The next step might be to wonder why anyone might associate these glorious virtues with "whiteness." The answer lies in a much-maligned direction: Western history. Prior to the 15th century, Europe hardly had pride of place among the world's civilizations. Chinese, Japanese, Arab and Hindu cultures had all made far greater contributions to the world. Mediterranean Greece and Rome considered their European neighbors barbaric. Even Christianity was a Judean import.

For reasons historians still dispute, the West suddenly became the first of the world's great civilizations to harness the power of innovation. Enforceable property and contract rights enabled Westerners to trust strangers. Rational thought helped them internalize the connection between effort and consequences. Delayed gratification introduced them to the balance between short- and long-term planning. The nuclear family kept them grounded in tradition and anchored their senses of self. Hard work allowed them to direct their individual efforts toward desired consequences; property rights permitting them to enjoy the long-term fruits of success pushed the entire system over the top.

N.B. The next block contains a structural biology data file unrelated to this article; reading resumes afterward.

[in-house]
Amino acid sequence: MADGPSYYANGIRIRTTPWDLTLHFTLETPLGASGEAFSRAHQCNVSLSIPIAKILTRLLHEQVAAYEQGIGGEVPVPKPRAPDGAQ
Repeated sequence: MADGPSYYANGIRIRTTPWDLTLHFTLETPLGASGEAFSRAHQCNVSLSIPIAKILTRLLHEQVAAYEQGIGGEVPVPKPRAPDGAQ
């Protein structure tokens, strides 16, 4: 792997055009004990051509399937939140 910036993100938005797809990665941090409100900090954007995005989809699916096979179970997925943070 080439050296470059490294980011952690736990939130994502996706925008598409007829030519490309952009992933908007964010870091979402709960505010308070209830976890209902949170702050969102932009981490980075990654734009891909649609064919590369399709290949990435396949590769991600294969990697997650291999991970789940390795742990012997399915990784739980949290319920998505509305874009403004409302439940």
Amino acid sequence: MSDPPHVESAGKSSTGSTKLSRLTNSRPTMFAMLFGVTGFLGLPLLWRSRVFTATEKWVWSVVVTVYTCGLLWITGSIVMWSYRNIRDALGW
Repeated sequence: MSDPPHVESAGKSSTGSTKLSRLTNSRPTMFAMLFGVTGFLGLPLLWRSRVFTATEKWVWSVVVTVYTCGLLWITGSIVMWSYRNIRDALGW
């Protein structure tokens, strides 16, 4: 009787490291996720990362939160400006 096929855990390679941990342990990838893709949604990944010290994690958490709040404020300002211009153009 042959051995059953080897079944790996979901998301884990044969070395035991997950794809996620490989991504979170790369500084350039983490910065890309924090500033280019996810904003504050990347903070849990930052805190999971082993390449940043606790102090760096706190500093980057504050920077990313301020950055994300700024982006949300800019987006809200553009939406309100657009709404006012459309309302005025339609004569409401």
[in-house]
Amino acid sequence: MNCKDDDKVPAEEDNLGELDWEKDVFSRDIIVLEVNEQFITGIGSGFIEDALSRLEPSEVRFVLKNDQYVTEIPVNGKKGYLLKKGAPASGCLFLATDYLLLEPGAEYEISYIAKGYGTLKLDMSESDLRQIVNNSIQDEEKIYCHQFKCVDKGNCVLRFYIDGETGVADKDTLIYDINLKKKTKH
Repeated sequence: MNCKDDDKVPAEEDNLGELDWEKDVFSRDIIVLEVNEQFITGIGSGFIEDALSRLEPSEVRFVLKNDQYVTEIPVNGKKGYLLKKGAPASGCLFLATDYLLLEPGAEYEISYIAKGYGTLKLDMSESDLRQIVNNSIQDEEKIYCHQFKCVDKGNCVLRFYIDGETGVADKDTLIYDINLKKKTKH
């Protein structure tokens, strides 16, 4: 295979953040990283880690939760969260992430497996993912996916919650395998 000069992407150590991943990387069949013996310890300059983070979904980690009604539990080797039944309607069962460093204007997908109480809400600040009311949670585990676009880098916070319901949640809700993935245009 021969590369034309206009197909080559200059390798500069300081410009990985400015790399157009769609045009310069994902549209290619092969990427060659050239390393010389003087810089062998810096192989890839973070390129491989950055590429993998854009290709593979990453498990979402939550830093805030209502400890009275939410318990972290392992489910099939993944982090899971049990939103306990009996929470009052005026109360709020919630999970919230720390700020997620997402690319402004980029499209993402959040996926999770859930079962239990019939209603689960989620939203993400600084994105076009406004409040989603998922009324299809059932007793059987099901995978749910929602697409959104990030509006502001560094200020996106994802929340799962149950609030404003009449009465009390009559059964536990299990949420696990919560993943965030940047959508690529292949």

The extension of rights into the realm of ideas — intellectual property — impelled the West even further forward. People had always been motivated to innovate to make their own lives easier, but with little incentive to share their novel solutions widely, few innovations benefited society as a whole. Together, these strands of development impelled Western culture to commanding heights in transportation, manufacturing, food preservation, medicine, communications, finance, warfare — and nearly every other human endeavor.